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Title: Effect of surgical castration with or without meloxicam on the acute inflammatory response in yearling beef bulls

item ROBERTS, SHELBY - West Texas A & M University
item HUGHES, HEATHER - West Texas A & M University
item Sanchez, Nicole
item Carroll, Jeffery - Jeff Carroll
item POWELL, JEREMY - University Of Arkansas
item HUBBELL, DONALD - University Of Arkansas
item RICHESON, JOHN - West Texas A & M University

Submitted to: Journal of Animal Science Supplement
Publication Type: Abstract Only
Publication Acceptance Date: 11/27/2014
Publication Date: 7/25/2014
Citation: Roberts, S.L., Hughes, H.D., Sanchez, N.C., Carroll, J.A., Powell, J.G., Hubbell, D.S., Richeson, J.T. 2014. Effect of surgical castration with or without meloxicam on the acute inflammatory response in yearling beef bulls. Journal of Animal Science Supplement. 92(E-Suppl. 1):14. Abstract #35.

Interpretive Summary:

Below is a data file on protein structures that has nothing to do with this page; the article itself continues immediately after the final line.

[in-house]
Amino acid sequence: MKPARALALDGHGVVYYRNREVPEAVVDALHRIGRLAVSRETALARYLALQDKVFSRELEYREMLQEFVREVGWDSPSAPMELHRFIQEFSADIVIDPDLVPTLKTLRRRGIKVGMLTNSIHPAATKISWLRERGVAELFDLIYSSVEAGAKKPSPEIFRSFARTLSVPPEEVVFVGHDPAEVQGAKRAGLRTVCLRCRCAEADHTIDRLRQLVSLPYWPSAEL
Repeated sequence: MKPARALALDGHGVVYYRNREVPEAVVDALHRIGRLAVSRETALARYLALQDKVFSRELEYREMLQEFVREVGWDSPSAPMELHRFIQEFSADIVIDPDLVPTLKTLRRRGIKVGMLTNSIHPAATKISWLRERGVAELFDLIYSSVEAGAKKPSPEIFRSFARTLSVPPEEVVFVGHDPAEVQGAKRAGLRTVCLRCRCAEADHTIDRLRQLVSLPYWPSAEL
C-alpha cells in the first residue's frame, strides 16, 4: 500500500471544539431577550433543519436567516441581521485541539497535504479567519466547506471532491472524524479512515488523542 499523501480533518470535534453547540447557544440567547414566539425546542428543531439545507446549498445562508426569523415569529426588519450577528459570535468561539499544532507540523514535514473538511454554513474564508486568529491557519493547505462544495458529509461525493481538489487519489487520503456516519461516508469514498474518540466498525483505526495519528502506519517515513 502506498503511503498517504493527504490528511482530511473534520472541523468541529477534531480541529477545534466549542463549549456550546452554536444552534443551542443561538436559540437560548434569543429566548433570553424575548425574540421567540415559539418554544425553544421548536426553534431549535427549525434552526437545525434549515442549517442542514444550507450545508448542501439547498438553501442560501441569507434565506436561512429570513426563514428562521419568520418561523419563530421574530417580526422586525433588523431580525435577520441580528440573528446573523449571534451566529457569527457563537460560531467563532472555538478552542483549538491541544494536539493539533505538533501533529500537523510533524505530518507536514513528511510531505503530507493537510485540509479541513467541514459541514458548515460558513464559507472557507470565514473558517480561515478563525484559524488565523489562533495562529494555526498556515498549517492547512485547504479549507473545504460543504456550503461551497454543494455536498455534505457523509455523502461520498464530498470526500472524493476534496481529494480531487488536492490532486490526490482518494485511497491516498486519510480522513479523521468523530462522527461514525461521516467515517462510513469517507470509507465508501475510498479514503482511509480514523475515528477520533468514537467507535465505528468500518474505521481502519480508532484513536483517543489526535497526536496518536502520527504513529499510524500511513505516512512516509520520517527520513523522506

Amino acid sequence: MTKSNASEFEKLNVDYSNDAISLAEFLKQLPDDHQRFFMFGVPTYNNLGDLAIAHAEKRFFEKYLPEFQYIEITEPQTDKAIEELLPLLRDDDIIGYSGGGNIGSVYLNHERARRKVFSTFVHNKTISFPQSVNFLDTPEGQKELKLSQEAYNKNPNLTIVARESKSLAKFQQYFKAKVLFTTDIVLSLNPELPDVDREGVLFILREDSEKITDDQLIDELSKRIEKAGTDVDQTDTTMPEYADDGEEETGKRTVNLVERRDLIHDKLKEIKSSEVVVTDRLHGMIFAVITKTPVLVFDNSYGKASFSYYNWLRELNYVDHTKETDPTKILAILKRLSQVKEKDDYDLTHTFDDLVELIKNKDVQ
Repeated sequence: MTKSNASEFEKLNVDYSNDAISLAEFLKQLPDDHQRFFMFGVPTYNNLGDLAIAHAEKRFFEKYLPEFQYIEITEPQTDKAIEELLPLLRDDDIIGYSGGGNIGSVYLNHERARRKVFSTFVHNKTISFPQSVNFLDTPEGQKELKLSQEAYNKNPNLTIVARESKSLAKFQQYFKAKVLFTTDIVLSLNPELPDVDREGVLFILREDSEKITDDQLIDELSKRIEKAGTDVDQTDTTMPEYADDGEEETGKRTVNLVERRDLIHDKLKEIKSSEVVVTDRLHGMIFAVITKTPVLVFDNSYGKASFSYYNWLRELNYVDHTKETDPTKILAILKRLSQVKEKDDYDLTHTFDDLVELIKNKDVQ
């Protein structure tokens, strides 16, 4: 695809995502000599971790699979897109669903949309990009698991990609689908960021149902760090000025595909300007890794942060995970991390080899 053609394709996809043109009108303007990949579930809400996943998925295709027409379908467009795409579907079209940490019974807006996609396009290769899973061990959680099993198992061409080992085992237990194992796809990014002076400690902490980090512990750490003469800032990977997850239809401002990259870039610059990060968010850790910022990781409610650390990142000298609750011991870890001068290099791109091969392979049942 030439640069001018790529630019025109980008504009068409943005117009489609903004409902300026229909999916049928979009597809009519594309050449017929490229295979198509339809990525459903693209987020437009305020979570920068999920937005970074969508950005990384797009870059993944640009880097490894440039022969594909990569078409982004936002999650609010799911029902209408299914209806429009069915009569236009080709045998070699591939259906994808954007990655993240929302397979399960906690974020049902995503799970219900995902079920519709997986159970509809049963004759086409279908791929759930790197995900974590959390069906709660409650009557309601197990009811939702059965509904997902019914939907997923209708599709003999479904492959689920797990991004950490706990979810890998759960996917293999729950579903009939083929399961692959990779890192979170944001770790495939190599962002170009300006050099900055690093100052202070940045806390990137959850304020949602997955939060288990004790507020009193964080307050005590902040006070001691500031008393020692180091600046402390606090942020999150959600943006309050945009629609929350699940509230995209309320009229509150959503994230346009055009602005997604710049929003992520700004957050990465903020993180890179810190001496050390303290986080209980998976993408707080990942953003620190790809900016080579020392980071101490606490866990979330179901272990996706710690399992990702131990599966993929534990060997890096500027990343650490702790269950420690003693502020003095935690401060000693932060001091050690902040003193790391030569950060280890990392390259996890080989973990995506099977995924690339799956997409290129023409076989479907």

Technical Abstract: Pain management and welfare are increasingly prevalent concerns within animal agriculture and oral analgesics may alleviate the pain associated with castration. This study was conducted to elucidate the effects of surgical castration on the acute inflammatory response and immunomodulation and whether concurrent oral administration of meloxicam (1 miligram/kilogram body weight) ameliorates these responses. On day -1, crossbred bull calves (n=31; initial body weight = 227.4 ± 10.3 kilograms) were fitted with indwelling jugular cannulas and rectal temperature probes, placed into individual stanchions, and assigned randomly to 1 of 3 treatments. Treatment application occurred at hour 0 and consisted of: 1) intact bulls with sham castration (CON), 2) surgical castration (CAS), and 3) surgical castration with oral meloxicam (MEL). Blood samples were collected at 0.5-hour intervals from hour -2 to 4 hours, 1.0 hour intervals from hour 4 to 8 hours, and 12-hour intervals from hour 12 to 72 hours. Serum was analyzed for cortisol and haptoglobin (Hp) concentrations using enzyme-linked immunoassays. Whole blood was analyzed for complete blood cell counts at -2, 0, 2, 4, 6, 8, 12, 24, 36, 48, 60, and 72 hours. Post-castration rectal temperature was greatest for MEL, intermediate for CAS, and least for CON (P=0.01). Serum cortisol was increased (P<0.001) for CAS and MEL compared to CON during the post-castration period. At 0.5 and 1.5 hours, cortisol was greater in CAS and MEL than CON; whereas, at 2 and 2.5 hours CAS was greatest, MEL was intermediate and CON was least (treatment x time; P<0.001). Total white blood cell (P=0.04), lymphocyte (P=0.02) and monocyte (P=0.002) counts were greatest for CAS, intermediate for MEL and least for CON. Administration of MEL reduced (P=0.002) eosinophil counts during the 72-hour post-castration period when compared to CON and CAS. The change in serum Hp, relative to baseline values, was reduced for MEL at 36 (P<0.01) and 60 hours (P=0.03) and the overall Hp concentration was least for MEL (P<0.001). Oral administration of meloxicam altered the acute inflammatory response in castrates, as evidenced by a reduction in Hp and certain leukocyte concentrations. Nevertheless, further research is needed to determine if these alterations might impede convalescence from the castration procedure.